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Blowing the Whistle While You Work

The Pennsylvania Commonwealth Court recently decided a case involving a fired zoning officer and the Pennsylvania Whistleblower Law, 43 P.S. §§1421-1428.  In Rohner v. Atkinson, et al., (1654 C.D. 2014, decided June 10, 2015), the Township’s zoning officer issued negative reports on a school construction project for leaks in the roof and deviations from the land development plan, and refused to issue a certificate of compliance.  The school district filed an appeal to the zoning hearing board.  Before the hearing could take place, the Township suspended Rohner, and appointed an alternative zoning officer who issued a report that the school district was in compliance and that the certificate of compliance could be issued. The Township then fired Rohner.

Rohner turned around and filed a lawsuit claiming that he was fired for reporting “wrongdoing” under the Whistleblower Law, and that his discharge also violated the public policy exception to Pennsylvania’s employment at-will doctrine.  The lower court dismissed the complaint on the basis that Rohner was not entitled to whistleblower protection because his report was not made against his employer, but was simply part of his job duties.  The lower court also rejected the argument that public policy prohibited his discharge.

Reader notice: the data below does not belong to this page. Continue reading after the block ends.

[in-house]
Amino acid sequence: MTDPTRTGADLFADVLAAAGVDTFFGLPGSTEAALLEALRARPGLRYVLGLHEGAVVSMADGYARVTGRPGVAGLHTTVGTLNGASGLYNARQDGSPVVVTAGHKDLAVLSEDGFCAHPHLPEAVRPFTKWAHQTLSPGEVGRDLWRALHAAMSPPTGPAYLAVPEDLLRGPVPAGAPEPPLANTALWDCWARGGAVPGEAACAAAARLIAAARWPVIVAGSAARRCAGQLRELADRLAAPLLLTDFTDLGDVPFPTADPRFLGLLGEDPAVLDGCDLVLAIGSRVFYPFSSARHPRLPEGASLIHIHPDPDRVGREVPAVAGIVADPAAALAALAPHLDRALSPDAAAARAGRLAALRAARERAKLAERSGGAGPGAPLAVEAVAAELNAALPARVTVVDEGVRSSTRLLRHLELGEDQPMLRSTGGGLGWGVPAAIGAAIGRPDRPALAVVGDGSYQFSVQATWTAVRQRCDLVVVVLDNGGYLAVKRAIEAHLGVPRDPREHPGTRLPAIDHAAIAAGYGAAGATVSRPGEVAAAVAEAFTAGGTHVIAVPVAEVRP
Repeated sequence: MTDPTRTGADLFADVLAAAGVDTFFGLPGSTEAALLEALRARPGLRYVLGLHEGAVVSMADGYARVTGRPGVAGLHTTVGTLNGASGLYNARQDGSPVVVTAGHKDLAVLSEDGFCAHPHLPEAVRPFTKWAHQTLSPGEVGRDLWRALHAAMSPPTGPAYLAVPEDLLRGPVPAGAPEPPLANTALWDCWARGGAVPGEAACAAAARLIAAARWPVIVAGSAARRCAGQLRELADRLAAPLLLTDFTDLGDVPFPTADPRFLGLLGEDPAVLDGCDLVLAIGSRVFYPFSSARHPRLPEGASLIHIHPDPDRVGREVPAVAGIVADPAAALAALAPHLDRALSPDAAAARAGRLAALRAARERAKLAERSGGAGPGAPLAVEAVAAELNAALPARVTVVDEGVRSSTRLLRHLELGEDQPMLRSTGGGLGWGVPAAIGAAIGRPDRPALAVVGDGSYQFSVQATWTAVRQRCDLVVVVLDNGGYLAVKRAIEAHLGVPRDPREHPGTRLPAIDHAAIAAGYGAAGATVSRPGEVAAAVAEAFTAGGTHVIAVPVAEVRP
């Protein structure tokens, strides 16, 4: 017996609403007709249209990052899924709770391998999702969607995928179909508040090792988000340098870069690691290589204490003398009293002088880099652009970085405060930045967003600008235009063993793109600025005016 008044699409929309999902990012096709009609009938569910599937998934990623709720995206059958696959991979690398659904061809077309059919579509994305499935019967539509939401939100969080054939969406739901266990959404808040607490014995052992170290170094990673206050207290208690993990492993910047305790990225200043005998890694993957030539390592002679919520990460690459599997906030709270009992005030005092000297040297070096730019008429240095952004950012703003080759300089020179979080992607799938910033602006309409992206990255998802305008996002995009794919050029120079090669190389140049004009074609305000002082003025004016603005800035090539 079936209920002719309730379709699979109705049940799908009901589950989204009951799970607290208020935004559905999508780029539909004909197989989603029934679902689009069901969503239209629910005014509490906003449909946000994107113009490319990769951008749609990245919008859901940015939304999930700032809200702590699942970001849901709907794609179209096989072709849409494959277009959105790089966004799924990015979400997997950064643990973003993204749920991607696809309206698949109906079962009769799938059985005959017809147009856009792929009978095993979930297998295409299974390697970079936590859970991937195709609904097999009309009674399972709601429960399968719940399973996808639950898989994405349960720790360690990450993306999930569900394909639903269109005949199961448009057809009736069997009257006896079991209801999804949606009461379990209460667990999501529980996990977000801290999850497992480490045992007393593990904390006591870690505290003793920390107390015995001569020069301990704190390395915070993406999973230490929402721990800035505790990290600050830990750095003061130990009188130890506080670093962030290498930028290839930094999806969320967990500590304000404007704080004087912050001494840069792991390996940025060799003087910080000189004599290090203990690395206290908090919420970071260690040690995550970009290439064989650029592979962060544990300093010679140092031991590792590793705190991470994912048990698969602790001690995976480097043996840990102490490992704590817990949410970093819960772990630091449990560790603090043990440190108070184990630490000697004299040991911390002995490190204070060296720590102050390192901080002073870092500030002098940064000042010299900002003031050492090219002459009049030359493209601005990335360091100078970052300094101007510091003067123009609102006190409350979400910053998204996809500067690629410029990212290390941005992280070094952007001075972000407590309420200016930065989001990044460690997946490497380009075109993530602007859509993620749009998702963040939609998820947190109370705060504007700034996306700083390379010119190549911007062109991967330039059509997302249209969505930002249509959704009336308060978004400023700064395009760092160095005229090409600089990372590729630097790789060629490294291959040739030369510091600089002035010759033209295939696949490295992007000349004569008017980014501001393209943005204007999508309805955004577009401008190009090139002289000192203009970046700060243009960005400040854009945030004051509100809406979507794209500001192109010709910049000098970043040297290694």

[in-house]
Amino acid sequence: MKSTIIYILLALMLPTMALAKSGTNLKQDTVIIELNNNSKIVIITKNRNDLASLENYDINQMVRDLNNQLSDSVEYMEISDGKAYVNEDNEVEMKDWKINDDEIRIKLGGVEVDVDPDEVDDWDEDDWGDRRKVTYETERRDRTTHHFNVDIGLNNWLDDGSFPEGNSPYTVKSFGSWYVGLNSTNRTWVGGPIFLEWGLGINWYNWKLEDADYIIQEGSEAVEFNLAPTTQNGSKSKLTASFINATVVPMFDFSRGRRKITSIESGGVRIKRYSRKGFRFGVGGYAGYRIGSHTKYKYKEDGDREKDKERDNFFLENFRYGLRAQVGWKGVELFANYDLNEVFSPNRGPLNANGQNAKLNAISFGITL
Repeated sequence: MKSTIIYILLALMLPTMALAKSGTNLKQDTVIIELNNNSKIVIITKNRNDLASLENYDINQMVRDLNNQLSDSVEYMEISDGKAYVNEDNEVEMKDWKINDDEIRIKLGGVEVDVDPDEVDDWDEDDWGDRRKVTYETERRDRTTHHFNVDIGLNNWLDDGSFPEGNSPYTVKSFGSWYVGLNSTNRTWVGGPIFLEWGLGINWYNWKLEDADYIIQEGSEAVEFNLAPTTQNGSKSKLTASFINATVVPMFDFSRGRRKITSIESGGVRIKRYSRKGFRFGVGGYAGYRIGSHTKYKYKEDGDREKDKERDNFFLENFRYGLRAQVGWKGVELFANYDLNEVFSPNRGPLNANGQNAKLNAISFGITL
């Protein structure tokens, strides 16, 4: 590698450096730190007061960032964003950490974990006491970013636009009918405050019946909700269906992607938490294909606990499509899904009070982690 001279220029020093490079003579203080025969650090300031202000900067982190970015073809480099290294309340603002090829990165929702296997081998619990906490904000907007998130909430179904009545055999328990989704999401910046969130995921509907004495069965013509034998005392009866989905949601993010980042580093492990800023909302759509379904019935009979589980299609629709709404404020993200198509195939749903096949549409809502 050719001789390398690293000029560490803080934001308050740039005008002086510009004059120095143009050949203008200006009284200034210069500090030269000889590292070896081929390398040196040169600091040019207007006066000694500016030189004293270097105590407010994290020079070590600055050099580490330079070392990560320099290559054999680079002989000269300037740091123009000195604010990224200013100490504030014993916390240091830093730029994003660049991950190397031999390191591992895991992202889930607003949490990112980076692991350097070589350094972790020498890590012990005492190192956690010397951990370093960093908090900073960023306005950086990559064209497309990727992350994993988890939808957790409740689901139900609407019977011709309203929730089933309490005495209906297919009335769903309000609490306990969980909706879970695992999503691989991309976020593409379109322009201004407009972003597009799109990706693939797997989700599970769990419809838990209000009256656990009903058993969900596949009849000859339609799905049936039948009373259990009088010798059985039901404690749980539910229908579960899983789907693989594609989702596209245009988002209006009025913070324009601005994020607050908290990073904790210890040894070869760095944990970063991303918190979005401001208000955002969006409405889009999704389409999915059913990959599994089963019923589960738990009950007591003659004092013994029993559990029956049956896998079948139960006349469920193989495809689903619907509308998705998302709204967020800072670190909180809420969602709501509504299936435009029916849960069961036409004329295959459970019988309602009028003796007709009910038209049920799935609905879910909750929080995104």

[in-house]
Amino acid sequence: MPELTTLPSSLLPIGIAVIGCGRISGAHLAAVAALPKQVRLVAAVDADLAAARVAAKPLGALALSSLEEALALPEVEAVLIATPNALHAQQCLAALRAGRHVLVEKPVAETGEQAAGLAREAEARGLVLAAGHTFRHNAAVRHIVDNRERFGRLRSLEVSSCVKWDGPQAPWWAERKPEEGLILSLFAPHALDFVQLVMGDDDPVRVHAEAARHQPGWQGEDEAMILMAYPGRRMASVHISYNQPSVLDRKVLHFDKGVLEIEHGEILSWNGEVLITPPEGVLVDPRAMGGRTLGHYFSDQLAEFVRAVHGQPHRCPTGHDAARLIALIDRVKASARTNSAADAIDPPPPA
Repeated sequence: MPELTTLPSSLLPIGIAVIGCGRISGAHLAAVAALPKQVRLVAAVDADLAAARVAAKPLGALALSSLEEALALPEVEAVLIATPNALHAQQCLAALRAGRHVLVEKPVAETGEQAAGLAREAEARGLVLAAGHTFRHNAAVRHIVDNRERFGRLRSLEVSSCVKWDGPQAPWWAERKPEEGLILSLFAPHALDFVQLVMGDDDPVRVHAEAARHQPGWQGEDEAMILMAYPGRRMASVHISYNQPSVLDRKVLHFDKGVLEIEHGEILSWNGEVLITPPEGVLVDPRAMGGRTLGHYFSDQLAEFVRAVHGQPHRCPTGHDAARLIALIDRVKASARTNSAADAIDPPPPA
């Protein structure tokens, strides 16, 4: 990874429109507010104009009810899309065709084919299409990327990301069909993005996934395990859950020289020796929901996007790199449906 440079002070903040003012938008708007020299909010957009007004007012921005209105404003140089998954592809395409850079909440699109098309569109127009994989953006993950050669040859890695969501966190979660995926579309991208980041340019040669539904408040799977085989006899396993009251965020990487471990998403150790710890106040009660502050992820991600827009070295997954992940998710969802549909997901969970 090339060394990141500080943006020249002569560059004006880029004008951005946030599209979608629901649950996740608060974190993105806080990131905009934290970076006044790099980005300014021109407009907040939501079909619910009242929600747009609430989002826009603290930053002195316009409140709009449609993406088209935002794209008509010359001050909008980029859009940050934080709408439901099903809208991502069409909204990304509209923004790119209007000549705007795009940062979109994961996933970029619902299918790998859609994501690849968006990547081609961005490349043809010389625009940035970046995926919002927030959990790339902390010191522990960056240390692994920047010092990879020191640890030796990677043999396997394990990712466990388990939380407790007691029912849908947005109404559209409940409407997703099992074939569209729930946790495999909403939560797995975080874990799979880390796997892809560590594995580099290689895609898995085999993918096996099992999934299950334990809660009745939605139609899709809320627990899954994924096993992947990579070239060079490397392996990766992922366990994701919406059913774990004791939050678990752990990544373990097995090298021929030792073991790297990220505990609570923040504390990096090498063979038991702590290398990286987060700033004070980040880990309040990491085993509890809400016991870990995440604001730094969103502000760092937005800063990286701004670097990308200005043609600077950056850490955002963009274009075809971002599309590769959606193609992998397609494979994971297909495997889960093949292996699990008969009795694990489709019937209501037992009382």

The Commonwealth Court reviewed both the federal and state statutes and decisions concerning the Whistleblower Law.  The lower court relied on a federal case that had been superseded by an amendment to the federal whistleblower law.  Pennsylvania cases hold that if an employee’s report of wrongdoing or waste relates specifically to the mission of his employer, then a cause of action can be maintained against the employer under the Whistleblower Law.  In this case, since Rohner’s report related specifically to the mission of the Township, i.e., enforcement of the zoning laws, he stated a cause of action under the Whistleblower Law.

The Commonwealth Court also ruled that there is not a clear public policy that protects zoning officers from being fired because they do their job “with too much zeal for their employer’s taste.”  The Pennsylvania Municipalities Planning Code makes zoning officers employees at-will, and if the governing body is unhappy with the decisions of the zoning officer, then it has the right to terminate employment.  However, as this case points out, the timing and circumstances surrounding the dismissal may trigger another statute that gives rise to a separate cause of action.